When the news broke late last week that Bristol University had fired professor David Miller, I have to admit I was shocked. Shocked because, given Bristol’s behaviour over the past several months, I never really believed the university would actually get rid of him.
Miller, should anyone have been living under a stone over the past two years, lectured in sociology at Bristol and appeared to enjoy himself, blaming young Jews for the actions of the state of Israel, causing students to feel “unsafe and unprotected” on campus.
It’s a long time since I was a student and I can’t imagine what it must have been like to feel so unsafe in Miller’s lectures because of the way he characterised Jewish students through a series of conspiracy theories. Jewish students, claimed Miller, were agents of a malign foreign power – namely Israel. He deplored interfaith contact between Jews and Muslims, including, curiously, the joint making of chicken soup, as a “Trojan horse” for Zionism.
Just think, for a moment, what it could have been like to be 18 years old and to hear that coming out of the mouth of your professor.
The truly puzzling thing about Bristol University’s statement confirming Miller’s firing is that there is absolutely no mention of his antisemitic comments – which were clearly in play and which was surely a legitimate reason to sack him.
Instead, Bristol took refuge in a series of mealy-mouthed phrases, which were at pains to underline that, following the opinion of a top QC, who had “considered the important issue of academic freedom of expression, Miller’s utterances were “not unlawful”.
In that case, why was Bristol firing him? The disciplinary hearing, according to the statement, “found professor Miller did not meet the standards of behaviour we expect from our staff and the university has concluded that professor Miller’s employment should be terminated with immediate effect”.
Again, more obfuscating rhubarb. Miller’s behaviour had been attacked by hundreds of academics and the smokescreen of “freedom of speech” was absolutely not the issue. Bristol, when it had nowhere to go in defence of Miller, briefly suspended him while its investigation took place, and then within a month, to the horror of Jewish students, he was back on campus, teaching.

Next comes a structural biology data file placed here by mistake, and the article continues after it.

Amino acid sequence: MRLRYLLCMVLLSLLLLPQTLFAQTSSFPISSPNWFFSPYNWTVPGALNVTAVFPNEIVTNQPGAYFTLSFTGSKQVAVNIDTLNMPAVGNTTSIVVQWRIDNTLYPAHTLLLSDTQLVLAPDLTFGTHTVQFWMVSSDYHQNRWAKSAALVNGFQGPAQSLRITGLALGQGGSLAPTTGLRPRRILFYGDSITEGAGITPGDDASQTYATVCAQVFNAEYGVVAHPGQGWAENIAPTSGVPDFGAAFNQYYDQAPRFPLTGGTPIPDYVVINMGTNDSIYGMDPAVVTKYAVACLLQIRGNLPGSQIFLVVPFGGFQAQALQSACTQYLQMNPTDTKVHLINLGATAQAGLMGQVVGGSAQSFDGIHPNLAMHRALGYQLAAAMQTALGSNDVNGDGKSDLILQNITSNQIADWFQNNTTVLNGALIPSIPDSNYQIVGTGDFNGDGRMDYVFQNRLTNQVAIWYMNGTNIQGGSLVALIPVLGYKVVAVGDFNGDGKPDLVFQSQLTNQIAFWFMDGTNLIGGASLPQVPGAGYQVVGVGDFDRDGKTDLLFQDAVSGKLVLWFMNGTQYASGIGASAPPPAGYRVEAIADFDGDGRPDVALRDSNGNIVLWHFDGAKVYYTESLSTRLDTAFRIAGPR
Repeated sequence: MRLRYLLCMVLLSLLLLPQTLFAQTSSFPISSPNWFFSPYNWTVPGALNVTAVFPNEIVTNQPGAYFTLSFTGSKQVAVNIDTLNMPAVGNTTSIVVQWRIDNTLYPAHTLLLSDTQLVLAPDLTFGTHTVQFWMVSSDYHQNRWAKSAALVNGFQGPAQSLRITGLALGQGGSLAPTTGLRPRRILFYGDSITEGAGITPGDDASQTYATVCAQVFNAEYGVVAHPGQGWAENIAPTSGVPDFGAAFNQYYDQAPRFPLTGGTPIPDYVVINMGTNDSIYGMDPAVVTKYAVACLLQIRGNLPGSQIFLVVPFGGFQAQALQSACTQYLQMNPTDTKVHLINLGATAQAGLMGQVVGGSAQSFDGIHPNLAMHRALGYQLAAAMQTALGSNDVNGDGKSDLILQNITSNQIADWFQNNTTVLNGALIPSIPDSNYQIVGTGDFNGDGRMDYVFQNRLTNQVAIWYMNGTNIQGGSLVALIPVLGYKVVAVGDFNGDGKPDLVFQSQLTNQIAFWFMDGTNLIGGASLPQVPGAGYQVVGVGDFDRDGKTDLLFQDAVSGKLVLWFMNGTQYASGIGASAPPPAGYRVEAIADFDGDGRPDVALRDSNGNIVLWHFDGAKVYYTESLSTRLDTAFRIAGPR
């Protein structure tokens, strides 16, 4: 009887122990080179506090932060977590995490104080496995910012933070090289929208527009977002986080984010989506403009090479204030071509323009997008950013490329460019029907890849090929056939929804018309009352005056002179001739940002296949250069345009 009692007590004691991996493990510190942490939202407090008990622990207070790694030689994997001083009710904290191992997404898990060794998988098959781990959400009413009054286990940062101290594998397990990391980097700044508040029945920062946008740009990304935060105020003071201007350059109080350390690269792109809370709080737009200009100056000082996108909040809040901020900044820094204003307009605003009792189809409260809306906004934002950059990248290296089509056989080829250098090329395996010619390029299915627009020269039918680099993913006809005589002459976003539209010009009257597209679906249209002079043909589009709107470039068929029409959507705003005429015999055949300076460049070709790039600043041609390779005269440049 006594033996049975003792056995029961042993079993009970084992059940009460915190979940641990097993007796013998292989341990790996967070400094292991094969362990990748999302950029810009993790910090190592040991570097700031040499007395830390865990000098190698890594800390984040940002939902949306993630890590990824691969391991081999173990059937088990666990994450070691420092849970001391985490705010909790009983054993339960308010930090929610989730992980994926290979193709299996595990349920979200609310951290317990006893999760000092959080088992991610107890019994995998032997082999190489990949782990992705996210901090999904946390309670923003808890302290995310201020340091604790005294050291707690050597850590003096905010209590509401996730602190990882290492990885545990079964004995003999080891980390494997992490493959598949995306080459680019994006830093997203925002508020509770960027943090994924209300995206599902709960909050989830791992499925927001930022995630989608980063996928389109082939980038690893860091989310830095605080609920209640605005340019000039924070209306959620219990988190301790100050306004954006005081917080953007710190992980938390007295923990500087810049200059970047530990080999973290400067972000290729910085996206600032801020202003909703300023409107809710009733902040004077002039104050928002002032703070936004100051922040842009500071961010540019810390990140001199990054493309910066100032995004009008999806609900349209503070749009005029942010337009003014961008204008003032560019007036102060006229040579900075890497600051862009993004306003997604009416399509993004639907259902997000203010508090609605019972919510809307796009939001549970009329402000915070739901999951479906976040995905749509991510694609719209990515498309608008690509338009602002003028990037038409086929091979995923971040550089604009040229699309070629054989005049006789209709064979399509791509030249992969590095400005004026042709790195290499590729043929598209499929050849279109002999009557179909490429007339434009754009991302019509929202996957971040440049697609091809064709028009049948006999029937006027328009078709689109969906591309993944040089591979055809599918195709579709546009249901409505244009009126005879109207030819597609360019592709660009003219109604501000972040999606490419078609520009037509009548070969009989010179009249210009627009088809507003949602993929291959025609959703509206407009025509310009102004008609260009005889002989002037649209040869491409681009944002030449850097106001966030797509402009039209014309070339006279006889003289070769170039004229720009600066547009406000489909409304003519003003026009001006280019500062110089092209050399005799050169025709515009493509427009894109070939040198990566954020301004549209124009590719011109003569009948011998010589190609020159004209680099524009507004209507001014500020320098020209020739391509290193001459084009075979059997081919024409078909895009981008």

For months, the university refused to answer bona fide journalistic inquiries as to the pace of the investigation, or respond to questions about why Miller was being allowed to teach while the investigation was ongoing.
It seemed that the investigation would run on and on in the hope the Jewish community would abandon efforts to make Bristol accountable for Miller’s continued employment. But in August, Campaign Against Antisemitism decided to threaten legal action. It accused Bristol University of unlawful behaviour on the basis of Jewish ethnicity and Judaism, contrary to the Equality Act 2010 and in breaches of contract.
Bristol’s climbdown may have been because the university had run out of road. And it ought to be noted, should we celebrate prematurely, that Miller – as made clear in Bristol’s own statement about his firing – has the right of “internal appeal”. He has already said he is the victim of an attacking Israel lobby and intends to fight his dismissal all the way.
I can’t help but wonder about this sordid episode. Miller was not fired because of criticism of Israel, as the BBC suggested. He was fired, surely, because he brought the university into disrepute. Anyone who had said parallel things to, or about, Muslim students, would have been dispatched so fast we could have followed their trajectory like a firework on Bonfire Night.
Did Bristol really think that because it was Jews, that what Miller said didn’t matter? Answers, as they say, on a postcard.